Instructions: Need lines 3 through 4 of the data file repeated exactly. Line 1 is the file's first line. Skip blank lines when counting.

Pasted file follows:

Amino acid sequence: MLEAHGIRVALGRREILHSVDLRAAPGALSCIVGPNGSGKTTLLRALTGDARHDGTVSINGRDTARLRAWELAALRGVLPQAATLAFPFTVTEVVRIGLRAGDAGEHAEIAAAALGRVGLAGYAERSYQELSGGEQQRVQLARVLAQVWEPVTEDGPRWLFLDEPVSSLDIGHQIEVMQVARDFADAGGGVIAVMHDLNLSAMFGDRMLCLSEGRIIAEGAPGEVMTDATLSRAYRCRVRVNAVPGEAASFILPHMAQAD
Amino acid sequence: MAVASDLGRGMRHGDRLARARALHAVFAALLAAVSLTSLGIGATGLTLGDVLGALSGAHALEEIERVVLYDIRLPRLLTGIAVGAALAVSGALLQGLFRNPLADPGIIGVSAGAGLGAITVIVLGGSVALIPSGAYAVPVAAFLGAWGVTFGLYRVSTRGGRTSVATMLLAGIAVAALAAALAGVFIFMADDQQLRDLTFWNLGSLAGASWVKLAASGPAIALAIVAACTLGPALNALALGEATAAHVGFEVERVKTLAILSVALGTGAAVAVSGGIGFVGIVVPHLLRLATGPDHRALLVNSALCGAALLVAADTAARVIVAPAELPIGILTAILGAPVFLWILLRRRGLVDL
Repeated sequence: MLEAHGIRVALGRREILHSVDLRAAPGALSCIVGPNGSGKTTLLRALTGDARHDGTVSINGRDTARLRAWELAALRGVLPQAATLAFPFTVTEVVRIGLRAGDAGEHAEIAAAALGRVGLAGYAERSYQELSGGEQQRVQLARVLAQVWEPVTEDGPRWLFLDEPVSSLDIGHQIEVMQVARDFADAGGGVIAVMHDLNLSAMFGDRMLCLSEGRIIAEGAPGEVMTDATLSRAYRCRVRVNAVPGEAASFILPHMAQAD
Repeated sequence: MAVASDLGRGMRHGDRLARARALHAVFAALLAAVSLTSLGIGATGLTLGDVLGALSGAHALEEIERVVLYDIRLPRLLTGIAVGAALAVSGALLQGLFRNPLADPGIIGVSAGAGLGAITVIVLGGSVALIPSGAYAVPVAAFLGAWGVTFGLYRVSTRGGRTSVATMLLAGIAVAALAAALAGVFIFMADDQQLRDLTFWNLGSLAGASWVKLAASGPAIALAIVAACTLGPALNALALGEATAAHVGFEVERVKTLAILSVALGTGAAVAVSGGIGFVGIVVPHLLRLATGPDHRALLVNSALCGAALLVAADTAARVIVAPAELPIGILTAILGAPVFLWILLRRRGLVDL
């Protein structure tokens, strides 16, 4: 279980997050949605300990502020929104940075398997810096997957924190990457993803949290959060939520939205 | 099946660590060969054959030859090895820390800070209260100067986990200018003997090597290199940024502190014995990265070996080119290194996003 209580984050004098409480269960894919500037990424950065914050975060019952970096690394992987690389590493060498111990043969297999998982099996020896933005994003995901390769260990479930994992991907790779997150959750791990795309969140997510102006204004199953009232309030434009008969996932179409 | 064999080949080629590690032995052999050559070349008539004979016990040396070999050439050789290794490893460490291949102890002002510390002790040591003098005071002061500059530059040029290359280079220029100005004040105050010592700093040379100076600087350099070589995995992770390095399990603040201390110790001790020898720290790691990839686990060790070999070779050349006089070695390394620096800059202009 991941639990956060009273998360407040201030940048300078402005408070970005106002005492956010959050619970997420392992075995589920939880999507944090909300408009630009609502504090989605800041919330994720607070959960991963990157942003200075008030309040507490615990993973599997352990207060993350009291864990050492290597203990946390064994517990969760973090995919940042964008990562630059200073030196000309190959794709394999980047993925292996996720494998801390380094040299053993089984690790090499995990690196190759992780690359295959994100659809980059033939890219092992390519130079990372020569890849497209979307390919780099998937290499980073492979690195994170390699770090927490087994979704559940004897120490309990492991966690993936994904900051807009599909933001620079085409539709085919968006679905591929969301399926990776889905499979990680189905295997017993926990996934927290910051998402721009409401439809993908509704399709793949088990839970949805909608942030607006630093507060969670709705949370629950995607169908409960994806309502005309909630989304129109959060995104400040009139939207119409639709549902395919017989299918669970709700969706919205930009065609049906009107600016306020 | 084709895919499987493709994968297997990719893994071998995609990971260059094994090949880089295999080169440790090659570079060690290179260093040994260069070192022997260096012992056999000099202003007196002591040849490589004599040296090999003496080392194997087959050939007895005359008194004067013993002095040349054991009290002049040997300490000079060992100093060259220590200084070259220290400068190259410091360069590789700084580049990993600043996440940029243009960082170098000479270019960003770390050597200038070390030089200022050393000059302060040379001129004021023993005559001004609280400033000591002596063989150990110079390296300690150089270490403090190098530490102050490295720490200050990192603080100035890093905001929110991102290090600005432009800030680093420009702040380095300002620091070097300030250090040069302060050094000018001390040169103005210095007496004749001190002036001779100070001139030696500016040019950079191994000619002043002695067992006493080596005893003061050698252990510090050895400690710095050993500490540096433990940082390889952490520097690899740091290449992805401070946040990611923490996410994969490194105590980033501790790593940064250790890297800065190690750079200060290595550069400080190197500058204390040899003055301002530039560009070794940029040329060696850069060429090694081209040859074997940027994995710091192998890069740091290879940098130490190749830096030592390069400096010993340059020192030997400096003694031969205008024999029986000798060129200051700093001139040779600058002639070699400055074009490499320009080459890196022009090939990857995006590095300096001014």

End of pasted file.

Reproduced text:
Repeated sequence: MLEAHGIRVALGRREILHSVDLRAAPGALSCIVGPNGSGKTTLLRALTGDARHDGTVSINGRDTARLRAWELAALRGVLPQAATLAFPFTVTEVVRIGLRAGDAGEHAEIAAAALGRVGLAGYAERSYQELSGGEQQRVQLARVLAQVWEPVTEDGPRWLFLDEPVSSLDIGHQIEVMQVARDFADAGGGVIAVMHDLNLSAMFGDRMLCLSEGRIIAEGAPGEVMTDATLSRAYRCRVRVNAVPGEAASFILPHMAQAD
Repeated sequence: MAVASDLGRGMRHGDRLARARALHAVFAALLAAVSLTSLGIGATGLTLGDVLGALSGAHALEEIERVVLYDIRLPRLLTGIAVGAALAVSGALLQGLFRNPLADPGIIGVSAGAGLGAITVIVLGGSVALIPSGAYAVPVAAFLGAWGVTFGLYRVSTRGGRTSVATMLLAGIAVAALAAALAGVFIFMADDQQLRDLTFWNLGSLAGASWVKLAASGPAIALAIVAACTLGPALNALALGEATAAHVGFEVERVKTLAILSVALGTGAAVAVSGGIGFVGIVVPHLLRLATGPDHRALLVNSALCGAALLVAADTAARVIVAPAELPIGILTAILGAPVFLWILLRRRGLVDL